Dow futures little changed after strong gains following Friday’s NFP
Retail trader bias has shifted from slight long to majority short, CoT speculators edge further into heavy sell territory.
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The relatively swift passage of the legislation to avert a default put the attention back on other factors. This included crucial labour data last Friday. We got a decent 339K reading for May when it came to Non-Farm Payrolls (NFP) out of the Bureau of Labour Statistics.
This figure was well above 190K expectations and came with upward revisions for March and April.
Highlights and weak points in labour data report
However, there were weak points within the report. The unemployment rate rose from 3.4% to 3.7% and well above estimates due to a drop in the household survey by 310K. Average weekly hours were slightly lower at 34.3. Wage growth was up 0.3% month-on-month (m/m), which was in line with forecasts.
But its previous 0.5% figure was revised lower to 0.4%, and its year-on-year (y/y) print was a slight miss at 4.3%. Other items included the labour force participation rate on hold at 62.6%. The underemployment rate was a notch higher at 6.7% and the employment-population ratio was slightly lower at 60.3%.
Manufacturing PMI shows contraction and deteriorating readings
A few items were on offer the day before. The manufacturing PMI (Purchasing Managers’ Index) for the same month suffered contraction and worsening readings. This was according to both ISM (Institute for Supply Management) at 46.9 and S&P Global at 48.4.
The former’s employment component emerged from contraction, but new orders and prices paid worsened to 42.6 and 44.2 respectively.
Federal Reserve’s Harker on future central bank policy
In central bank speak, there was the Federal Reserve’s (Fed) Harker. Prior to the NFP release, he reiterated hitting “the stop button for one meeting and see how it goes”. He cited being “at the point, or very close to the point” of being in restrictive territory.
Market pricing (Refinitiv) regarding future central bank policy showed via majority staying within the 5-5.25% range. A majority is on a 25bp (basis point) increase in the July meet, only for that increase, should it come to pass, to be undone before the end of this year.
Performance of key indices and the state of the bond market
Key indices finished the week in the green. This time, it was the Dow outperforming and shifting its (recently shifted) daily technical overview. A third consecutive week of gains was noted off the lows for regional banking ETFs. Commercial real estate concerns haven’t subsided just yet.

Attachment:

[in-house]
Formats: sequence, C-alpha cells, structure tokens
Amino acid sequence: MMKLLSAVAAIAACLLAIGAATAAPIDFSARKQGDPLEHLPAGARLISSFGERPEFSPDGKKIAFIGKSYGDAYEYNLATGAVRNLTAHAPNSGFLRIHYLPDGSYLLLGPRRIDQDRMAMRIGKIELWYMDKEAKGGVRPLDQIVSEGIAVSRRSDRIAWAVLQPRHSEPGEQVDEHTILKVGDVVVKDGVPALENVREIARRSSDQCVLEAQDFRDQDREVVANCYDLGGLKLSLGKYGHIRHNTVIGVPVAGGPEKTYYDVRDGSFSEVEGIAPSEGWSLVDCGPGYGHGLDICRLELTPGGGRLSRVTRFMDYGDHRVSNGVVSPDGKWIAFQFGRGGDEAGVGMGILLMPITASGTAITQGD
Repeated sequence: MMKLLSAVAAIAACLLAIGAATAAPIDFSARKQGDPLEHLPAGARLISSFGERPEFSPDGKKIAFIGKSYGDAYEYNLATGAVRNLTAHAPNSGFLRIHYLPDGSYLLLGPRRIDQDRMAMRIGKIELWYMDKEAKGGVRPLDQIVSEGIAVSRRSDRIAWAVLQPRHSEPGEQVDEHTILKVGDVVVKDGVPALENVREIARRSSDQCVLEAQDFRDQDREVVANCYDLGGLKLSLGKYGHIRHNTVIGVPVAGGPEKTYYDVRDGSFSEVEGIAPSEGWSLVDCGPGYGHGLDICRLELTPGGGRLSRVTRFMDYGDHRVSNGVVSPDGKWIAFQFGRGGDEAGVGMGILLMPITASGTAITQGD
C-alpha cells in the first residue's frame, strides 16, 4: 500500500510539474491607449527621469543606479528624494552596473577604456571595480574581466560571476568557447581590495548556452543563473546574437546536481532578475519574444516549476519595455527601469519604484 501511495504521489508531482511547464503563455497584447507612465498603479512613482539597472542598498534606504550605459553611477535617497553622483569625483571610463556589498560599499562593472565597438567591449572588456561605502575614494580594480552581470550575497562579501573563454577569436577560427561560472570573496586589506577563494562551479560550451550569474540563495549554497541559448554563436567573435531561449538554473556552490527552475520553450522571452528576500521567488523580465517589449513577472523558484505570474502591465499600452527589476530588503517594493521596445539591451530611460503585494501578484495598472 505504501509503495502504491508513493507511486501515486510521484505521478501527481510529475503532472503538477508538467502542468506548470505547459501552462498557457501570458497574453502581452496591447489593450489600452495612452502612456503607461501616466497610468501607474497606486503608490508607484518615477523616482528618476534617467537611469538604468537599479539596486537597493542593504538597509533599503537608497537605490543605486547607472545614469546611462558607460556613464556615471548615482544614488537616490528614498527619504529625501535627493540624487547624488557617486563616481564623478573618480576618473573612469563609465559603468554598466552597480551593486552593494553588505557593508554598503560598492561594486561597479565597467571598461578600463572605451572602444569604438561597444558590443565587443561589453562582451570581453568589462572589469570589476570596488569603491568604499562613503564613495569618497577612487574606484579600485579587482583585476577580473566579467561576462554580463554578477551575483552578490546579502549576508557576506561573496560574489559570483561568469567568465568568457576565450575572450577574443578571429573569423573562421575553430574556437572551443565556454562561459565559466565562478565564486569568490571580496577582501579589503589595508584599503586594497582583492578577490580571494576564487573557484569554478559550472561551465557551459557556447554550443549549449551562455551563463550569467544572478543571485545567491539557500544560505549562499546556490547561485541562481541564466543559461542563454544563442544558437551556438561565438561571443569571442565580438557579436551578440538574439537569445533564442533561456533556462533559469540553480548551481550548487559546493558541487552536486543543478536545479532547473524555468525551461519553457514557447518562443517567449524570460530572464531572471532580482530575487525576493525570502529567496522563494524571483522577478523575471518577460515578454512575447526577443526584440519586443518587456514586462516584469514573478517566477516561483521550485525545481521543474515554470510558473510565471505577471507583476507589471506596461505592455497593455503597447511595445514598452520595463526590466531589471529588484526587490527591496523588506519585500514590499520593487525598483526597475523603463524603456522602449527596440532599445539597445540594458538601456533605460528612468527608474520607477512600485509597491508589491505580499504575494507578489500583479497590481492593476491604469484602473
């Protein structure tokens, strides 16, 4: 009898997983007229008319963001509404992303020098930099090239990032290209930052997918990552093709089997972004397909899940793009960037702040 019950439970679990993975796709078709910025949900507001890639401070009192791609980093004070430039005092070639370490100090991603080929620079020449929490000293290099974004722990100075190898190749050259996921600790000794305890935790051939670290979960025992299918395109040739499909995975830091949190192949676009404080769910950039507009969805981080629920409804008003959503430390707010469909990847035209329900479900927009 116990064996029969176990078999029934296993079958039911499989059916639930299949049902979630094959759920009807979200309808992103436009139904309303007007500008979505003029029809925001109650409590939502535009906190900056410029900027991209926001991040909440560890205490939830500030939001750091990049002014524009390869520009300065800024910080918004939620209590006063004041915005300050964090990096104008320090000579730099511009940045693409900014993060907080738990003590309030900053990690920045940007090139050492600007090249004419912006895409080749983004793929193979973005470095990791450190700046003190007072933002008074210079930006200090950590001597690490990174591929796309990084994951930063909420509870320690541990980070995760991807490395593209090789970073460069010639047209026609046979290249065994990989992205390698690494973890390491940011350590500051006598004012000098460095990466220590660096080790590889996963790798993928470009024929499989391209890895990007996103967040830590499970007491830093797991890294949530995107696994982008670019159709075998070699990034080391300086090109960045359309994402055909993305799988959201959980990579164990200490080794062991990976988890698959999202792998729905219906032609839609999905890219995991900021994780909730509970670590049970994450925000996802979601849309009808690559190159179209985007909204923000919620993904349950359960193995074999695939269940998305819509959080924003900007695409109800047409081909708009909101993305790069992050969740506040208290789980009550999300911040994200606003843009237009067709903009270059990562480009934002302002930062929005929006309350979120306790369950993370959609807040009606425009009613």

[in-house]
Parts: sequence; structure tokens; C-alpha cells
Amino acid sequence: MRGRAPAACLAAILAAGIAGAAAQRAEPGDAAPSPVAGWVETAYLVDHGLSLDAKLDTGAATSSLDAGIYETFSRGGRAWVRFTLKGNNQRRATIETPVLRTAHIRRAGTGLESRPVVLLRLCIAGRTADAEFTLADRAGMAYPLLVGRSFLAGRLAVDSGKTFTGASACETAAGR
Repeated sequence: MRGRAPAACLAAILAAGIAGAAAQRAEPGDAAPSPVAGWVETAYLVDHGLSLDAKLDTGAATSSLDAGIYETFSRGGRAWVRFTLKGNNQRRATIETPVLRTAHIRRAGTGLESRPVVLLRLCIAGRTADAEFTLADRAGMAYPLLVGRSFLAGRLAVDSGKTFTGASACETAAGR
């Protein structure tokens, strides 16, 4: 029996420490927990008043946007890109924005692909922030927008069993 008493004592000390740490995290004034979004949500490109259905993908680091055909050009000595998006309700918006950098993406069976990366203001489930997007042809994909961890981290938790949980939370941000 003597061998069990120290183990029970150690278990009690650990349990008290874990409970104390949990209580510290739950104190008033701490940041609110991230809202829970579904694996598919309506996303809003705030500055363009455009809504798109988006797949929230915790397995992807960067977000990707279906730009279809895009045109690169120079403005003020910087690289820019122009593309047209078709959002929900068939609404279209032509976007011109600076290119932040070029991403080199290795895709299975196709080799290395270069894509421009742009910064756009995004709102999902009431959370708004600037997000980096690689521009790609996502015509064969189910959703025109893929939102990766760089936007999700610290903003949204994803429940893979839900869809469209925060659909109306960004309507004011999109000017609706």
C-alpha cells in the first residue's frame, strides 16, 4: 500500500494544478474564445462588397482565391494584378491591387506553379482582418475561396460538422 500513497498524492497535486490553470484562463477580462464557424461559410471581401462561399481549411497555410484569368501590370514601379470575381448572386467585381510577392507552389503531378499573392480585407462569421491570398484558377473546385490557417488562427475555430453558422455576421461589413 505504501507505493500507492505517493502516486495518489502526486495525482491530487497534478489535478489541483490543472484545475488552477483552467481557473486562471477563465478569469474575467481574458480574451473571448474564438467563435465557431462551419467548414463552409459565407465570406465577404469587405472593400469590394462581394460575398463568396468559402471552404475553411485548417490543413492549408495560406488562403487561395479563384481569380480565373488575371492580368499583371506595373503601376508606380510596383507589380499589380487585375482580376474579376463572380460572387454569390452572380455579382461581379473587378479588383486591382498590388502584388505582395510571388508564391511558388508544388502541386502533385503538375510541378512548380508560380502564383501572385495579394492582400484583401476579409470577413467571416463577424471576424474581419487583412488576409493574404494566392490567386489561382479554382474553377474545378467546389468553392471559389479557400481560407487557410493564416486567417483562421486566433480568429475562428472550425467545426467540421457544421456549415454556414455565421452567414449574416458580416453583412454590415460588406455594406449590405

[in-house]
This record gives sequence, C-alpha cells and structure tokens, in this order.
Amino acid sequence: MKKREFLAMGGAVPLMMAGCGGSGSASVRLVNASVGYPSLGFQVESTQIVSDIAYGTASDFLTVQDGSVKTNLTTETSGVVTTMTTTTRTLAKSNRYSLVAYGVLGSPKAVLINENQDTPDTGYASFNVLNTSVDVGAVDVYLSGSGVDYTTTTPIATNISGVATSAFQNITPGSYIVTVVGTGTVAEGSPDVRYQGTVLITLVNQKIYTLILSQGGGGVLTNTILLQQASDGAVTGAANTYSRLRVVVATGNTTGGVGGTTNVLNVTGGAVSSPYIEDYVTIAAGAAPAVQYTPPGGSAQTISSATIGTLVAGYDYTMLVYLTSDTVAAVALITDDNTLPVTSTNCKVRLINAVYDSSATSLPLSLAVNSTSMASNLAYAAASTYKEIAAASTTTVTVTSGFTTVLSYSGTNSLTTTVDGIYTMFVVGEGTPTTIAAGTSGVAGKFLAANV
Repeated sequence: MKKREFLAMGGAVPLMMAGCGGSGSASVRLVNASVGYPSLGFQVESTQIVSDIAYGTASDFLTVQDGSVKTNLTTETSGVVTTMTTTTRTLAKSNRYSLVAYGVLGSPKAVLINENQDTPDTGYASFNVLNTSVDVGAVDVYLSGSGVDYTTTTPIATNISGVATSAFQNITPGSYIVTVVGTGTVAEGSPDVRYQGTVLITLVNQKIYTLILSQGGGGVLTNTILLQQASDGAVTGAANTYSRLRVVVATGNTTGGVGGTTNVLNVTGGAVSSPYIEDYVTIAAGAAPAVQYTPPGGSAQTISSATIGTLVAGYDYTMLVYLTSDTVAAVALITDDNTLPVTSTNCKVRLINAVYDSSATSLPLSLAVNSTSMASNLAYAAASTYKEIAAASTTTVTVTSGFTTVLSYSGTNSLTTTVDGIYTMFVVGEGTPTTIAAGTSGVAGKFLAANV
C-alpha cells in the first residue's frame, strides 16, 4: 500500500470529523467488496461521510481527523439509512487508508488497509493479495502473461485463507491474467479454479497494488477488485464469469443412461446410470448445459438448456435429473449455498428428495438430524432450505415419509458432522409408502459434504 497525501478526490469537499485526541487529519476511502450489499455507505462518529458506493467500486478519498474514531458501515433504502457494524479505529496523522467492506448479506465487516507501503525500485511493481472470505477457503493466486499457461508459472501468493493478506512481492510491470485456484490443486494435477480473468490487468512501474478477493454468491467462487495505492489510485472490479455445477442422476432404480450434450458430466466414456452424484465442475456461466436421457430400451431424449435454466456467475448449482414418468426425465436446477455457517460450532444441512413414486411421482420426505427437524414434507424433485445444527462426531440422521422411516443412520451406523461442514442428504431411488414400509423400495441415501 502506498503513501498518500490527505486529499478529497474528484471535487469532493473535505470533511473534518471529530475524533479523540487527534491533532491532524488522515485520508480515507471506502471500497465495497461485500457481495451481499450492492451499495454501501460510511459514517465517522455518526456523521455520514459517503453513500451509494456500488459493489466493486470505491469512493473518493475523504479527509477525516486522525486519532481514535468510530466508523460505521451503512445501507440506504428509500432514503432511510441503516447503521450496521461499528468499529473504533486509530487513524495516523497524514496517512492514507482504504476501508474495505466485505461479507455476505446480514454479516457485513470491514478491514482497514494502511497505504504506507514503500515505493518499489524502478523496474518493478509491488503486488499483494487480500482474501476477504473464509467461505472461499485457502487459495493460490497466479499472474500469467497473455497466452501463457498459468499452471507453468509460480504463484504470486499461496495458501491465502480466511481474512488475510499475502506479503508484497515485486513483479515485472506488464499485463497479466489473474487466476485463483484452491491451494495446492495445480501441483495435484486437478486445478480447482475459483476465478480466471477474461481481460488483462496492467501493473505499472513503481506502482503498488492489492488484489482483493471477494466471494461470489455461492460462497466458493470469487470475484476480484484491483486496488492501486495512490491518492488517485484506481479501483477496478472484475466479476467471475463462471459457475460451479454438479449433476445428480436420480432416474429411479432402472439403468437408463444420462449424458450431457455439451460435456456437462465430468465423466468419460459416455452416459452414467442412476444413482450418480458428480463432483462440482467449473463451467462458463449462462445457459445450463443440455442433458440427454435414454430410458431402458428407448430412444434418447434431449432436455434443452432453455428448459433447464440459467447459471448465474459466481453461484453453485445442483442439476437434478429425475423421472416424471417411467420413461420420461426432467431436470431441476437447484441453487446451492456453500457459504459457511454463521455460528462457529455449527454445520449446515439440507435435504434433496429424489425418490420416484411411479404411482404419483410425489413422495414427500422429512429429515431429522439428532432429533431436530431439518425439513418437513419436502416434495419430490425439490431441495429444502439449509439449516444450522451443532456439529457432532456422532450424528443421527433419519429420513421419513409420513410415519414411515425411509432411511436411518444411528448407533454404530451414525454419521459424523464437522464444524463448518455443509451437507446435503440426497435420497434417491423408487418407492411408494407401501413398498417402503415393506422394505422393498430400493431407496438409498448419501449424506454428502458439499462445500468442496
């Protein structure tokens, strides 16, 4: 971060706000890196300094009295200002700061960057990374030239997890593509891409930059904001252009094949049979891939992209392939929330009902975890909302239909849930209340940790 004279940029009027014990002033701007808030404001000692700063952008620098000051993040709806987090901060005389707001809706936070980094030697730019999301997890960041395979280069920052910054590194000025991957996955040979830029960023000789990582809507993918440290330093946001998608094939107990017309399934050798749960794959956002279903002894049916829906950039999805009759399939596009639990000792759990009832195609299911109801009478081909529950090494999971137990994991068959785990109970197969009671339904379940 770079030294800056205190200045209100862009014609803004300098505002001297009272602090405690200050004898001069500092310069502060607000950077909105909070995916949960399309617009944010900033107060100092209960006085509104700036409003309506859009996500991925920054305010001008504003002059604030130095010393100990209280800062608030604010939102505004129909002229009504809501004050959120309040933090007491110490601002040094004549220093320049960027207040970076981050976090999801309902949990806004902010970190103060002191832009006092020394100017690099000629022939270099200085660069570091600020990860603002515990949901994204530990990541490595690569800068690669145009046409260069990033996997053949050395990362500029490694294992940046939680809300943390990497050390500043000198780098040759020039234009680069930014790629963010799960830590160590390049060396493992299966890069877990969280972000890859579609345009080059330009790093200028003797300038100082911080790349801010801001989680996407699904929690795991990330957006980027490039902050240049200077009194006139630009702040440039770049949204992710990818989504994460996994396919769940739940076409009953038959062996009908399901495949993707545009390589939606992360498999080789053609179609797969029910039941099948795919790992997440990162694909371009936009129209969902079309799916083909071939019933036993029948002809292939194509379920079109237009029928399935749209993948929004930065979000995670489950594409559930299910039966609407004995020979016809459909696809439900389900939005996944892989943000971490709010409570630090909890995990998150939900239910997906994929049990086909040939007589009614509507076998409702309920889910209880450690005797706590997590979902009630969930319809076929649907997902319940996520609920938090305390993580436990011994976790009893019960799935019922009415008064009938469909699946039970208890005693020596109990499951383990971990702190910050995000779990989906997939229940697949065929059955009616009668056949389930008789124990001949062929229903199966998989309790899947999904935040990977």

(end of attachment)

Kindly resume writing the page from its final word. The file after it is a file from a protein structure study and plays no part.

Over in the bond market, Treasury yields mostly ended lower week-on-week. Friday’s surge failed to undo all of the losses since last Monday.
OPEC+ meeting outcomes and oil prices
In energy, there was the OPEC+ meeting. They extended the voluntary cuts from the end of this year until the end of 2024 with production targets reduced from January. Oil prices gapped higher after a unilateral move from Saudi Arabia to cut one million barrels per day for July. They also left the door open for extensions.
Expected economic events for the week ahead
As for the week ahead, it starts with services PMIs for May. For the US, it is expected to show expansion whether looking at readings out of S&P Global or ISM. Although it's not on the economic calendar, there’s also the matter of new bonds from the US Treasury to refill its TGA with sales expected to start today.
The middle of the week gets lighter with the usual inventory readings out of API (American Petroleum Institute) and EIA (Energy Information Administration). There will be weekly mortgage applications and unemployment claims. These will be sandwiched in between trade and consumer credit.
The end of the week is lightest with the weekly rig count data out of Baker Hughes. Due to the Fed’s pre-meeting blackout period, there won’t be any member speak on offer.
Dow technical analysis, overview, strategies, and levels
For the weekly time frame, it was and still is showing a positive technical bias. Weekly contrarian buy-breakouts got a bit more than conformist sell-after-reversal strategies off its previous weekly 1st Resistance.
However, on the daily time frame, the shift was more notable. Its previous technical overview of a bear average swiftly shifted following Friday’s gains.
IG client* and CoT** sentiment for the Dow
As for sentiment, we’ve got ourselves a shift amongst retail traders thanks to the notable price gains last week. They were slight buy 53% at the start of last week, and start this week off just shy of heavy sell territory.
CoT speculators remain heavy sell and have risen a notch to 68% (long positions -1,168, short positions -2,089), and they remain majority short in the S&P 500 (77%) close to extreme sell levels and the Russell 2000 (67%), with the exception the tech-heavy Nasdaq 100 where they are slight buy (54%).
Dow chart with retail and institutional sentiment
*The percentage of IG client accounts with positions in this market that are currently long or short. Calculated to the nearest 1%, as of today morning 8am for the outer circle. Inner circle is from the previous trading day.
**CoT sentiment taken from the CFTC’s Commitment of Traders report, outer circle is latest report released on Friday with the positions as of last Tuesday, inner circle from the report prior.
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